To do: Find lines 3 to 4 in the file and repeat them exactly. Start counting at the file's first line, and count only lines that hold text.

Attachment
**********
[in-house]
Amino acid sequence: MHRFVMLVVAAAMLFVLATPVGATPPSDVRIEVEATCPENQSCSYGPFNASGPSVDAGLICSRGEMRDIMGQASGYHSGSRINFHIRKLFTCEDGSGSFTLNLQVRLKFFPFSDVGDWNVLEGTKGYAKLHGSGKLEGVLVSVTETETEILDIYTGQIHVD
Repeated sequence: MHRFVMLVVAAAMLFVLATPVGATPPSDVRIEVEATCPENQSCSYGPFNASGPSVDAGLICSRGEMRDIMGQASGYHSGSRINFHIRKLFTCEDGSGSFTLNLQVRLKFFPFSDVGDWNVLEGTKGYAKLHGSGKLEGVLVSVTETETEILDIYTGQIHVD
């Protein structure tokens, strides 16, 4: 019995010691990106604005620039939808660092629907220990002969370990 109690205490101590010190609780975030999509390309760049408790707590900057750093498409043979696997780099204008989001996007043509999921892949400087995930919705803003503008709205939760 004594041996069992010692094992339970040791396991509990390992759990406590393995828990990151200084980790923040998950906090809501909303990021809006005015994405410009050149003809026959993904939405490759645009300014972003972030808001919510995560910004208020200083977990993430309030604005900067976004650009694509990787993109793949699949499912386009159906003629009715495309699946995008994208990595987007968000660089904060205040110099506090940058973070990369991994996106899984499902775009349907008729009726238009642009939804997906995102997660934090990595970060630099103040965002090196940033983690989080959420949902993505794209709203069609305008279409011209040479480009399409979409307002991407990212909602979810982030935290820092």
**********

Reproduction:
Repeated sequence: MHRFVMLVVAAAMLFVLATPVGATPPSDVRIEVEATCPENQSCSYGPFNASGPSVDAGLICSRGEMRDIMGQASGYHSGSRINFHIRKLFTCEDGSGSFTLNLQVRLKFFPFSDVGDWNVLEGTKGYAKLHGSGKLEGVLVSVTETETEILDIYTGQIHVD
């Protein structure tokens, strides 16, 4: 019995010691990106604005620039939808660092629907220990002969370990 109690205490101590010190609780975030999509390309760049408790707590900057750093498409043979696997780099204008989001996007043509999921892949400087995930919705803003503008709205939760 004594041996069992010692094992339970040791396991509990390992759990406590393995828990990151200084980790923040998950906090809501909303990021809006005015994405410009050149003809026959993904939405490759645009300014972003972030808001919510995560910004208020200083977990993430309030604005900067976004650009694509990787993109793949699949499912386009159906003629009715495309699946995008994208990595987007968000660089904060205040110099506090940058973070990369991994996106899984499902775009349907008729009726238009642009939804997906995102997660934090990595970060630099103040965002090196940033983690989080959420949902993505794209709203069609305008279409011209040479480009399409979409307002991407990212909602979810982030935290820092």